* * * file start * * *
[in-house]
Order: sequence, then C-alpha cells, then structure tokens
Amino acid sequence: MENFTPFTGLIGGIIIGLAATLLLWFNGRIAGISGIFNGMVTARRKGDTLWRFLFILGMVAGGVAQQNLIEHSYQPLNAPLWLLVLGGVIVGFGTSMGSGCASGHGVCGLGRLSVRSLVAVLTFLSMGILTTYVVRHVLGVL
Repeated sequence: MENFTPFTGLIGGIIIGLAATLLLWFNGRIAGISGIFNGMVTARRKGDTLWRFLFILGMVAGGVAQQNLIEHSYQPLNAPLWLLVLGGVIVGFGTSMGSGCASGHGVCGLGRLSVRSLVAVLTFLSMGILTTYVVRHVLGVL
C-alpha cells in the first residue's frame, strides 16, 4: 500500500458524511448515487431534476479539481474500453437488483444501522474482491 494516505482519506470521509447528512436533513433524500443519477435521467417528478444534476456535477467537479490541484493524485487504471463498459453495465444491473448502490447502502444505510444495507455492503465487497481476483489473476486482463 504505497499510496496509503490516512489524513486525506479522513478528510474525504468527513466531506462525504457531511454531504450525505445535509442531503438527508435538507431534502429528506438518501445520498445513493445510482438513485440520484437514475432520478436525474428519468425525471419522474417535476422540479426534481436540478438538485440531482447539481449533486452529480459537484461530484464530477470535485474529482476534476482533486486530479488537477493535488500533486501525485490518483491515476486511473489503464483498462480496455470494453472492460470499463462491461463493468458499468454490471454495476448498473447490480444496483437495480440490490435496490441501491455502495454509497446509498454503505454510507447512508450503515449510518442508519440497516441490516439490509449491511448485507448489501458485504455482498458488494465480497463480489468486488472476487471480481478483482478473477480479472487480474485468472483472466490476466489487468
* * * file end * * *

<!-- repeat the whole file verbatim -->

[in-house]
Order: sequence, then C-alpha cells, then structure tokens
Amino acid sequence: MENFTPFTGLIGGIIIGLAATLLLWFNGRIAGISGIFNGMVTARRKGDTLWRFLFILGMVAGGVAQQNLIEHSYQPLNAPLWLLVLGGVIVGFGTSMGSGCASGHGVCGLGRLSVRSLVAVLTFLSMGILTTYVVRHVLGVL
Repeated sequence: MENFTPFTGLIGGIIIGLAATLLLWFNGRIAGISGIFNGMVTARRKGDTLWRFLFILGMVAGGVAQQNLIEHSYQPLNAPLWLLVLGGVIVGFGTSMGSGCASGHGVCGLGRLSVRSLVAVLTFLSMGILTTYVVRHVLGVL
C-alpha cells in the first residue's frame, strides 16, 4: 500500500458524511448515487431534476479539481474500453437488483444501522474482491 494516505482519506470521509447528512436533513433524500443519477435521467417528478444534476456535477467537479490541484493524485487504471463498459453495465444491473448502490447502502444505510444495507455492503465487497481476483489473476486482463 504505497499510496496509503490516512489524513486525506479522513478528510474525504468527513466531506462525504457531511454531504450525505445535509442531503438527508435538507431534502429528506438518501445520498445513493445510482438513485440520484437514475432520478436525474428519468425525471419522474417535476422540479426534481436540478438538485440531482447539481449533486452529480459537484461530484464530477470535485474529482476534476482533486486530479488537477493535488500533486501525485490518483491515476486511473489503464483498462480496455470494453472492460470499463462491461463493468458499468454490471454495476448498473447490480444496483437495480440490490435496490441501491455502495454509497446509498454503505454510507447512508450503515449510518442508519440497516441490516439490509449491511448485507448489501458485504455482498458488494465480497463480489468486488472476487471480481478483482478473477480479472487480474485468472483472466490476466489487468